Donkey Kong Country: Tropical Freeze
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Donkey Kong Country: Tropical Freeze, known in Japan as Donkey Kong Tropical Freeze (ドンキーコングトロピカルフリーズ), is a side-scrolling 2.5D platform game developed by Retro Studios and Monster Games for the Wii U. It is the fifth game in the Donkey Kong Country series and a successor to Donkey Kong Country Returns. It follows the adventure of Donkey, Diddy, Dixie, and Cranky Kong as they are flung from their homeland and attempt to come back and retrieve it from the Snowmads. These are the antagonists of the game and are based on stereotypical Vikings, appearing as antropomorphic, (sub)polar animals ranging from penguins and walruses to owls and hares.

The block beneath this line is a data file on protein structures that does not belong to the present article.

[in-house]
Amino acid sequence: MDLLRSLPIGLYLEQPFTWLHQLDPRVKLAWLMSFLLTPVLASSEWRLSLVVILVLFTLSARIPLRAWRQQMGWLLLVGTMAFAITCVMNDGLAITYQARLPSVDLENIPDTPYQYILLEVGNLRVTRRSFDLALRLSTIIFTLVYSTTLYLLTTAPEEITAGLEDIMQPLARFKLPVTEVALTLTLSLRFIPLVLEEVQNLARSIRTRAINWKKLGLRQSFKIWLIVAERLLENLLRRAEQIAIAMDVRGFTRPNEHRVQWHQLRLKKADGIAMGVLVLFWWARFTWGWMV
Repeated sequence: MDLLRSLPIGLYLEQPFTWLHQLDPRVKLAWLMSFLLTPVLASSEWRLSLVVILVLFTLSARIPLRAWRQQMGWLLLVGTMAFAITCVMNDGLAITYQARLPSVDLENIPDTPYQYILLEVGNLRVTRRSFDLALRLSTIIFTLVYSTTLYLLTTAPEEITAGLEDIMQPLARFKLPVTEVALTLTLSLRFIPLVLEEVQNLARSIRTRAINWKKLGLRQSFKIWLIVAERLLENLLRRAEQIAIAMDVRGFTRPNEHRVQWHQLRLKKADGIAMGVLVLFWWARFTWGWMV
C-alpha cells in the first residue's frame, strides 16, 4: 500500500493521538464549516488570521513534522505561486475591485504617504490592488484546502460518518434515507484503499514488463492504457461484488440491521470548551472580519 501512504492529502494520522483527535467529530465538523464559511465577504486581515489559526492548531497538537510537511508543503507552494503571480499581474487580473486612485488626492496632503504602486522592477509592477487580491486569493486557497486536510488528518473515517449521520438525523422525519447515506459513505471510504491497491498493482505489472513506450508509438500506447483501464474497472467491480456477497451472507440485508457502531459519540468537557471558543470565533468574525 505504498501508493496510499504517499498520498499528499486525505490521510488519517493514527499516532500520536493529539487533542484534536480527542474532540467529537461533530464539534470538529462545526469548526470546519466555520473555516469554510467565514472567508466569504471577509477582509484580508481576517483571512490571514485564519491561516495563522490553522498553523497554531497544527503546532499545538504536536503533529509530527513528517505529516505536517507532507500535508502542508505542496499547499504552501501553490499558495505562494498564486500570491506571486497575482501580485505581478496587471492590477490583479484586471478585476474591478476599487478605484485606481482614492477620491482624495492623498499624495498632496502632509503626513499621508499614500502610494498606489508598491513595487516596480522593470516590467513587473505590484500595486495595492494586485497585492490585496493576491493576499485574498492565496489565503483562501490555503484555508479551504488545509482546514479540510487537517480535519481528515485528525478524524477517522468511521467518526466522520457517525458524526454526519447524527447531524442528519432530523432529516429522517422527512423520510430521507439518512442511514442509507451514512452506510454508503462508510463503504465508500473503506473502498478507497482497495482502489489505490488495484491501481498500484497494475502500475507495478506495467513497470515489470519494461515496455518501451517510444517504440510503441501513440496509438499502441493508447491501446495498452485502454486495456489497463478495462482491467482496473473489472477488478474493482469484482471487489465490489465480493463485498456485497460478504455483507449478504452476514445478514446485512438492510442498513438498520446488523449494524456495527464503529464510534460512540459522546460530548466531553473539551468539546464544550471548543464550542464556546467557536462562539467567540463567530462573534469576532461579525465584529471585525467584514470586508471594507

The game was originally slated for release during November 2013 before being pushed back to December 6; it was later pushed back again to February 2014. It can be purchased at retail stores, or digitally from the Nintendo eShop, with the digital version requiring 11300 MB (approx. 11.3 GB) of memory to be installed. Standard set Wii U consoles do not have enough internal memory to have this game downloaded on them without an external storage device, but deluxe set Wii U consoles do.
The story begins at Donkey Kong's hut, where the Kongs are celebrating his birthday. Suddenly, one of the balloons flies off the Kong house and over the sea, where Snowmad ships are stationed. Far away from the island, a Pointy Tucks watches over them, locating the Kong house and relaying info to their leader, shrouded in a dark silhouette. Upon the leader nodding their approval, the Pointy Tuckses bring him a horn which he blows, creating a large amount of wind, as well as an ice dragon.